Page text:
Notes from a factory in the Midlands
The financing came through from the bank just before the end of April. I am now confident that so long as the economy doesn’t get worse than it already currently is, we won’t need to draw on our overdraft until after the summer. The factory is currently shutdown, and only the warehouse team are operating normally. However, with a welcome if unexpected improvement in sales in the last ten days, we have decided to partially restart manufacturing next week, rather than the week after as planned. This means that for those employees we bring back in, we will not be able to claim the furlough money from the government, because they will have been off for less than three weeks. But we were starting to run out of stock of certain products, and decided that it is more important to keep our customers happy, and profitably sell stuff to them, than try and maximise financial support from the state. Distancing will be a challenge in some parts of the business, but we will have to slow down, learn and adapt. We have also been busy this week buying social distancing screens, to erect between co-workers on the production line, and lots of masks and visors.
Hopefully the government will indicate this weekend how it proposes to unlock the lockdown, presumably some step by step approach over many weeks and months. But it will be a difficult task given how successful its “stay at home” message has been. What we cannot do is to hide under our duvets and wait for a vaccine that might never arrive. We must accept our responsibility to get out there and spend money, to protect people’s jobs, generate tax revenues and get the economy moving.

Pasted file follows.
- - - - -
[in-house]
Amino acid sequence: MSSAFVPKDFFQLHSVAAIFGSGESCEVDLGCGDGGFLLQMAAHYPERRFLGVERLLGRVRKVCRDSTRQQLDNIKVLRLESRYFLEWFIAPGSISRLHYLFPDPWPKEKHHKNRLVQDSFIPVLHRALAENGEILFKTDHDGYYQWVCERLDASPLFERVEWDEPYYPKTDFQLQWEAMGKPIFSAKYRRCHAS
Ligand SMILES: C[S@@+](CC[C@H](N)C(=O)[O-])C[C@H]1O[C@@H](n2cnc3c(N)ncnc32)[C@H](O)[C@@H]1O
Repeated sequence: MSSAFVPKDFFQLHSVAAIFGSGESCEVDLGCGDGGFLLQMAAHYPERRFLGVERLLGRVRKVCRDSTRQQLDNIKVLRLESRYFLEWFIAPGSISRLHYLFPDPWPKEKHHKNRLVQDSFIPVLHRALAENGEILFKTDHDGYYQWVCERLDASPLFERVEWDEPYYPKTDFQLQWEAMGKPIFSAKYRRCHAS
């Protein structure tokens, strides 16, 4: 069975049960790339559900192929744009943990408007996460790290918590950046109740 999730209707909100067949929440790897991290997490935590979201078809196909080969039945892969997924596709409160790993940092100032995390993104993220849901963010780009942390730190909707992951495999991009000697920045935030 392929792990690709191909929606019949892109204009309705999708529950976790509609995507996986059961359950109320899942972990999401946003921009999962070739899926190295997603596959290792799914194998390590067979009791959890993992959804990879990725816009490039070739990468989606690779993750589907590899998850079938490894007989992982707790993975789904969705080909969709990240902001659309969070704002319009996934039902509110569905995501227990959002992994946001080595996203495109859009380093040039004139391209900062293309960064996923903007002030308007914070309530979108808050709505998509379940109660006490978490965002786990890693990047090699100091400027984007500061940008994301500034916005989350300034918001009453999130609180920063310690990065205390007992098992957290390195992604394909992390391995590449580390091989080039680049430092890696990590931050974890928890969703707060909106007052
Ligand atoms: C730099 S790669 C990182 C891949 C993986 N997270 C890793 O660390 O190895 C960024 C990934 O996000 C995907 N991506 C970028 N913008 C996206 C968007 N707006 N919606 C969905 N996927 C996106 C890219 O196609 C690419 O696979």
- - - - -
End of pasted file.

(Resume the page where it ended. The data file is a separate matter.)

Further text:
Nicky, Vermont, US
My neighbor and I went for a walk yesterday with her two large dogs, one bouncy, one stately. I was armed with dog treats, and the dogs love me because of said treats. We counted our blessings.
We live in a state with a governor, who, despite being a Republican, has been very pro-active in instituting stay at home orders, finding protective equipment and so forth. Unlike most Republican governors he doesn’t kowtow to Trump, mostly because Democrats vote for him so he has a solid voting block without needing Trump’s abject followers. I don’t vote for our Governor, but I’ve certainly gained respect for him through this crisis.
We live in a beautiful place with lots of room to be outside without tripping over other people. The traffic is much reduced traffic on our dirt road which renders it safer for dogs and humans. Sometimes this feels like a throw back to the fifties and early sixties in a good way. A much slower pace. The dog is calmer. I’m calmer most of the time.
Our neighbor planted daffodils in her field, and each time I drive up our driveway there are more daffodils blooming. I dream of plans to go places. A friend and I were going to Sweden, Denmark. She thought I’d never been to Scandinavia and in my dream quandary I didn’t know how to break the news that I used to live in Norway. In another dream I’m in a large city with the dog searching for someone or somewhere. Or I’m on a plane.
Awake I think I should visit my beloved New Zealand relatives instead of them visiting me. But there will be no safe way to fly to New Zealand until there’s a vaccine.
Things I haven’t done: Called the hardware store to find a load of top soil or compost to fill our new raised bed. Called the other hardware store to buy a hundred foot hose. I cut up our old one last fall, ungainly thick hose falling everywhere. I haven’t called the generator people to find out when our generator will get hooked up to propane and someone will come and tell us how to use it. I hate making phone calls.